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Testing Water for Lead

Testing Water for Lead
*Updated September 21 2018 
(See charts below & updates on mitigation.)

Testing water for lead became a law in New York State on September 6, 2016. Under the law, school districts must collect samples from every source of water used for drinking and cooking.

If a water outlet is found to have a lead level above the state's "action level" of 15 parts per billion (ppb) the district:
  • must take immediate steps to prohibit use of the outlet for drinking or cooking

  • implement a remediation plan

  • ensure that students and staff have an adequate supply of water for drinking and cooking

All of the elementary school sources and most of the secondary sources in the district have been tested.  Links to the results are below.  Those sources that resulted with a level above 15 ppb have been sealed off, closed, water shut off and labeled not to use. Each of the sources is being evaluated. Once the fixture and any associated pipes and fittings are replaced, the water will be retested. The source will not be unsealed and re-opened until the remediation plan is complete and follow-up results reveal lead levels are well below the EPA's recommended level. We will provide status updates on the remediation plan for these sources.

While it is not required - but since we are committed to minimizing student and staff exposure to lead in drinking water - we are taking proactive measures with a plan to mitigate the lead level in any source in which it currently exceeds 5 ppb.

Elementary Schools
Each of the drinking and cooking sources  in the Schenectady City School District elementary schools were tested in September.  Out of the 246 samples that were tested, ten had a lead levels above the state's action level of 15 parts per billion (ppb).  *  UPDATED September 21 2018 below.

                                   

 School Number of
Sources
>15 ppb
* Updates
September 2018

>15 ppb
SCSD Enhanced
Plan of
Remediation
>5 ppb
 Howe ES  0  0  9
 Fulton 1 1 3
 Hamilton ES 0  0  1
 Keane ES 0  0   3
 Lincoln ES 1 1 2
 King ES 2  1  7
 Paige ES 0  0  9
 Pleasant Valley ES 1 0 1
 Van Corlaer ES 0  0  2
 Woodlawn ES 0  0 2
 Yates ES 4  2 9
 Zoller ES 1  0 7
       

*Updates on Mitigation
All potable water fixtures at Howe Elementary School were tested on May 21 2018.  Results are below the actionable level with most having none detectable.

After replacement of fixtures at Fulton, Lincoln, MLK and Yates, water was re-tested.  The lead levels were still high in one fixture at each of the schools.  In an attempt to further remediate, more piping and replacement of the shut-off valves and accessible piping will be removed.  This work will occur and retest completed before the end of September 2018.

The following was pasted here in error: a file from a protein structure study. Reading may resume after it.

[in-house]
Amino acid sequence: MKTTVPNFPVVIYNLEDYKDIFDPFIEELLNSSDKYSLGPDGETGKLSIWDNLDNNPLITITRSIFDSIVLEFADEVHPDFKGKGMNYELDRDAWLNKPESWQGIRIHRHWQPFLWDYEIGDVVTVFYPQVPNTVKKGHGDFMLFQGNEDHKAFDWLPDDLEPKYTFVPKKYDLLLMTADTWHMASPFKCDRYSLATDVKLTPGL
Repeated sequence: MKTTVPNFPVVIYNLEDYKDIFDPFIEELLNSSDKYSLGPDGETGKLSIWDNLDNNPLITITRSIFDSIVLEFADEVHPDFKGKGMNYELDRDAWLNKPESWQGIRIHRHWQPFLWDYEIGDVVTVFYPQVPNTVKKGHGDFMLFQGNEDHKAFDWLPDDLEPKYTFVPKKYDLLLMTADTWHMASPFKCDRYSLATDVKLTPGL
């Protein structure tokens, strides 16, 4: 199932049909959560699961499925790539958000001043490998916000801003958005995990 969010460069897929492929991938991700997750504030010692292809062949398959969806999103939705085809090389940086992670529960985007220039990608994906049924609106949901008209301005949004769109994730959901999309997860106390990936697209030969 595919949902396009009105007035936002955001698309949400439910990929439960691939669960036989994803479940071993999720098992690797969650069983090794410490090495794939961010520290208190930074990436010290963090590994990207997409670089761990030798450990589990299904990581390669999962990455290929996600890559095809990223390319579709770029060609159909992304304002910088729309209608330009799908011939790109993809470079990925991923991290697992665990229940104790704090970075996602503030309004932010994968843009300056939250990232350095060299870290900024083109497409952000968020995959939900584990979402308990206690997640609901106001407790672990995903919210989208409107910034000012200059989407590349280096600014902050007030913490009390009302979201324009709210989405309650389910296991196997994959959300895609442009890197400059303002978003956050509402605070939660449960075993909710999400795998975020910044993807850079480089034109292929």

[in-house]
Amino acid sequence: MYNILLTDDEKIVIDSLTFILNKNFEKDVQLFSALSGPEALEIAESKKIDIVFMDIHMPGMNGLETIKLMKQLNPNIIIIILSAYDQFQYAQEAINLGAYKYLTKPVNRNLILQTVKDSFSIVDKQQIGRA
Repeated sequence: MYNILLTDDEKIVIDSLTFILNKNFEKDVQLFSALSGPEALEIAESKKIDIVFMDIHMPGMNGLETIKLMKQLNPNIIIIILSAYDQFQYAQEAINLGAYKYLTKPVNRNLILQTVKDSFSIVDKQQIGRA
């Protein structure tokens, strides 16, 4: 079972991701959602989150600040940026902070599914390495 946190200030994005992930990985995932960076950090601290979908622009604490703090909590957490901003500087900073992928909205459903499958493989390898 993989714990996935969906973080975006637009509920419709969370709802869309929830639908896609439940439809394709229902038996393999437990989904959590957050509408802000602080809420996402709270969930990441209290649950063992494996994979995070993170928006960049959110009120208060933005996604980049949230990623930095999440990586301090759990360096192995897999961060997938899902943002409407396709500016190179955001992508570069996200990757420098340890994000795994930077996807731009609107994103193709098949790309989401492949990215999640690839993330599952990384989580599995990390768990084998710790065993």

Pleasant Valley and Zoller fixtures were remediated and retested on May 21 2018.  All fixtures passed.

Additional mitigation, of fixtures still not passing after re-test, will take place before the end of September 2018.

Secondary Schools
Each of the drinking and cooking sources in Central Park Middle School, Mont Pleasant Middle School,  Oneida Middle School, Schenectady High School, SCLA and WIEC have been tested. 
*UPDATED September 21 2018 below.

 ​
 School Number of
Sources
>15 ppb
  *Updates
September 2018

>15 ppb
 
SCSD Enhanced
Plan of
Remediation
>5 ppb
Central Park Middle School 2  0 9
Mont Pleasant Middle School  24 0  18
Oneida Middle School 0  0 24
Schenectady High School 90  90 62
SCLA 15  1 10
WIEC 11  0 6

*Updates on Mitigation
All fixtures were remediated and re-tested at Washington Irving on September 7 2018.  All readings are at acceptable levels.

All fixtures at Central Park Middle School were remediated and retested on May 21 2018.  All readings are at acceptable levels.

All fixtures at Mont Pleasant Middle School were remediated and rested on May 21 2018.  All readings are at acceptable levels.

Remediation of the fixtures at  Schenectady High School is ongoing. Many of the fixtures were not able to be replaced over the summer months.  The water could not be shut off due to ongoing abatement in the tunnels.  Fixtures will be ready to re-test by the end of September 2018.

Additional mitigation, of fixtures still not passing after re-test, will take place before the end of September 2018.


The Environmental Protection Agency (EPA) has determined that lead in drinking water is a health concern at certain levels of exposure.Lead is found throughout the environment in lead-based paint, air, soil, household dust, food, certain types of pottery porcelain and pewter and water.Lead can pose a significant risk to your health if too much enters your body. It builds up in the body over many years and can cause damage to vital organs.Children six years old and younger are most susceptible to the effects of lead.Lead in the blood of children can result in behavior and learning problems, hyperactivity, slowed growth, hearing problems and anemia. According to the EPA, while lead in drinking water is rarely a sole cause of lead poisoning, it can make up 20 percent or more of a person’s total exposure to lead.

If you have concerns about your own or your child's exposure to lead, please talk with your pediatrician, physician or local health agency.Your doctor can do a simple blood test to check for lead exposure.

If you have questions, please contact your child's principal.
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